Tritrophic experiments with plants, herbivorous insects and birds – Part 3: Insectivorous birds

After plants and herbivorous insects, it’s time to think about the third trophic level in this system: insectivorous birds.

Nature vs. aviary: I have done these experiments both in nature using wild birds that can freely visit the experimental trees (Mäntylä et al. 2008a, 2010, 2014; Koski et al. 2015) and with birds that have been captured for a short time to observe their behaviour in an aviary or a booth (Mäntylä et al. 2004, 2008b + three experiments that will be published soon). I will tell more details about the experiments in nature in the next blog post, so here I will just mention that it is important to choose the study area so that there are plenty of insectivorous birds and preferably during the breeding season when they need plenty of insects for their offspring. You can increase the amount of birds with, for example, nest-boxes.

 

Species: Of course the bird species needs to be a species that eats insects, at least part of the year. In my experiments, I have used insectivorous birds, i.e. willow warblers (Phylloscopus trochilus: photo top left) and pied flycatchers (Ficedula hypoleuca; photo top right), and more omnivorous great tits (Parus major; photo bottom left and in the beginning of this post) and blue tits (Cyanistes caeruleus; photo bottom right) that eat insects especially during the breeding season. For an aviary experiment to be successful also statistically, at least 50 individuals are needed, preferably closer to 100. Remember when planning your experiment that around 5-10 % of the birds won’t behave as you expect they would. The study species needs to be common and/or easy to capture. Birds breeding in nest-boxes (such as pied flycatchers and tits) are easier to capture but I also managed to capture enough willow warblers with mist nets right after their breeding season.

 

Permits: I mentioned the need of permits and licences already in the two previous posts but here it is even more important. If you will capture a bird even for only fifteen minutes and nothing harmful happens, you will in any case need a licence for animal experiments from the official responsible for these in your country. Also, the researcher needs to have passed a course of animal experiments. There are several levels of these courses, so be careful when planning and sending the application. It is very useful to ring the birds tested in the experiments, so that one bird is not accidentally used several times. You will need a licence for ringing, too. And sometimes it can take a long time to get an answer from the officials. In my case, it took 6 months to get all the necessary licences from the officials in Berlin. And this was for experiments where great tits and blue tits where max one hour in captivity, and they were released back to nature unharmed.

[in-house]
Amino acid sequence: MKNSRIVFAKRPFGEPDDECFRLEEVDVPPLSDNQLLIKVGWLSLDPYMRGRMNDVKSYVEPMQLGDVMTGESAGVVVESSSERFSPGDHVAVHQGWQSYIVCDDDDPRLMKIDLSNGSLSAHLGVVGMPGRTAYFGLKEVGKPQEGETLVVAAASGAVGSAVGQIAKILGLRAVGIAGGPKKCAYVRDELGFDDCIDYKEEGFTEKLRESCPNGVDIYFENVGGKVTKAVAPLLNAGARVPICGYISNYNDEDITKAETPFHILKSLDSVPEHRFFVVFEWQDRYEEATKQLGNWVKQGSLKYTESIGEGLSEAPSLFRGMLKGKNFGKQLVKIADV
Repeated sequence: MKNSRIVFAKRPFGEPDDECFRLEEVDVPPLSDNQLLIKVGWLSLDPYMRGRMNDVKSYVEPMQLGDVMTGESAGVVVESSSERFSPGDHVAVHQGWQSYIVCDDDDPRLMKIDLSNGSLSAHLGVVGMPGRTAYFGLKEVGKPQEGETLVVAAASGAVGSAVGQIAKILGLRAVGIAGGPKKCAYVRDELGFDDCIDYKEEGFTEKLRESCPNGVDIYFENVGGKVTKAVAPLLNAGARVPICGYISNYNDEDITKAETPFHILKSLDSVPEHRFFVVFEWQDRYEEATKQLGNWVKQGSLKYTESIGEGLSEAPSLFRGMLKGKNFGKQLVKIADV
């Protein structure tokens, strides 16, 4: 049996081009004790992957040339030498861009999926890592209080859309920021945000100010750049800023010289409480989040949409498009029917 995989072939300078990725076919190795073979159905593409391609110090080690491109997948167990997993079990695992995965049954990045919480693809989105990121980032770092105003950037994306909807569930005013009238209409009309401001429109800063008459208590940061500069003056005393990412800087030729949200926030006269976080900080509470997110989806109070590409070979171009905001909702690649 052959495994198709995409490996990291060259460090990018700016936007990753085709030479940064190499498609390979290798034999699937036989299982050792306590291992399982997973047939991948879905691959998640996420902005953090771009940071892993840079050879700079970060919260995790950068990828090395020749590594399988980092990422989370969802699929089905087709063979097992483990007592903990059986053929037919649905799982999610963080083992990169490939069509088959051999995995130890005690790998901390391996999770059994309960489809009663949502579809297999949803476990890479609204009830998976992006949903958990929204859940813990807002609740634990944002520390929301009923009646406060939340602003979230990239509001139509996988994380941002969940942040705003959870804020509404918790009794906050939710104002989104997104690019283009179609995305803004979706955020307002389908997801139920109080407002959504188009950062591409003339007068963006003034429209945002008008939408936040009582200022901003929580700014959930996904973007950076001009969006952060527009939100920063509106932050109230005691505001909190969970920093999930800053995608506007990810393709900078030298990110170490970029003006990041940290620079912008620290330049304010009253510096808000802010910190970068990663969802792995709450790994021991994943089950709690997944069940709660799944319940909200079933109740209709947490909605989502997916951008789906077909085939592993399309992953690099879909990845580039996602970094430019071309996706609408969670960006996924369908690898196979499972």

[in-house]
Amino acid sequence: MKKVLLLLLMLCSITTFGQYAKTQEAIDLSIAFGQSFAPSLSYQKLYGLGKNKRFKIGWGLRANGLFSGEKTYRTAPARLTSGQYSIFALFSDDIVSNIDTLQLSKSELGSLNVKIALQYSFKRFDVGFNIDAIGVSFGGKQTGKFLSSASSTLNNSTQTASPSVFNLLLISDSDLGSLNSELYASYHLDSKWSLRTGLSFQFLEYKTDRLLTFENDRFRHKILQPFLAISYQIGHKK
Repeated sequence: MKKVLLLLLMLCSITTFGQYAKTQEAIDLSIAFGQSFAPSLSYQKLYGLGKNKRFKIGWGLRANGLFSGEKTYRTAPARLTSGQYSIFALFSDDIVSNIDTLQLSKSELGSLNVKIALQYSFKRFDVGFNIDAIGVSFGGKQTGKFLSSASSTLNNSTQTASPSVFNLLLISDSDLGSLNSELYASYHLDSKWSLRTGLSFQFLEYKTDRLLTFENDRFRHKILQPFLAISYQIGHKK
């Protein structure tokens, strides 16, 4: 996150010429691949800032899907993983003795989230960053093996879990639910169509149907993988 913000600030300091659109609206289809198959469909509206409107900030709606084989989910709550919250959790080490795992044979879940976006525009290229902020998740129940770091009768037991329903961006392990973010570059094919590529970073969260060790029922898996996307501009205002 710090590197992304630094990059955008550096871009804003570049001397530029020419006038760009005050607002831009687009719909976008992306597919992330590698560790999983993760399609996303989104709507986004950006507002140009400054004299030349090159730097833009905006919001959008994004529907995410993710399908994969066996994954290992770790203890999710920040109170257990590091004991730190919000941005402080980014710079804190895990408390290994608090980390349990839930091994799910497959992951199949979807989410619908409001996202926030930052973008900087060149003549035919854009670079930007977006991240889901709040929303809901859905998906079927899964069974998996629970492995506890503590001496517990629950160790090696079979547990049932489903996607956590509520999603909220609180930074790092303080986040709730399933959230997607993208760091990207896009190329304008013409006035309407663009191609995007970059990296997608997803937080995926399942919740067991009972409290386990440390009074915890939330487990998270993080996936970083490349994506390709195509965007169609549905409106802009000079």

Wild vs. captive: In my experiments I used birds caught from nature and returned there right after the short behavioural observations. Once I used pied flycatchers that were kept in captivity (Koski et al. 2015) and that was because the birds were there for another experiments (e.g. Ruuskanen & Laaksonen 2010) and there was no harm in doing this small extra experiment with them. Luisa Amo and her colleagues have done these tritrophic interactions experiments with captive great tits (Amo et al. 2013) and they showed that the captive birds won’t recognize the herbivore-damaged trees if they have never experienced those, but five hours of training was enough to teach this (Amo et al. 2016). This is one thing needs to be thought of if using captive birds. In nature birds have for sure seen or smelled plants with herbivorous insects and have learned to react to that but with birds reared in captivity that is not necessarily the case. So, the wild birds know what they should be looking for, but getting enough individuals can be difficult. Using captive birds could be easier (especially if they are in captivity anyway for other experiments) but their behaviour is not always natural.

Timing: I mentioned already that the best time to do the tritrophic experiment would be during the breeding season of the birds. But that is not always possible. In Berlin the officials were very strict with the animal experiment licences and I couldn’t capture the great and blue tits during their breeding season. Well, I did the experiments then in August-October and caught the birds from feeding places with mist nets. I got good results in my experiments but maybe they would have been even better during late spring and early summer. Sometimes you need to compromise and do the experiments at a time that is not optimal.

In the following posts of this blog I will go through more details how to do the experiments with the birds. If you have some comments on this post, please leave comments here.

© Elina Mäntylä (elkuma@utu.fi), 21 June 2016

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2 thoughts on “Tritrophic experiments with plants, herbivorous insects and birds – Part 3: Insectivorous birds

  1. Pingback: Tritrophic experiments with plants, herbivorous insects and birds – Part 4: Plasticine caterpillars | From Plants to Birds

  2. Pingback: Tritrophic experiments with plants, herbivorous insects and birds – Part 5: Aviaries and booths | From Plants to Birds

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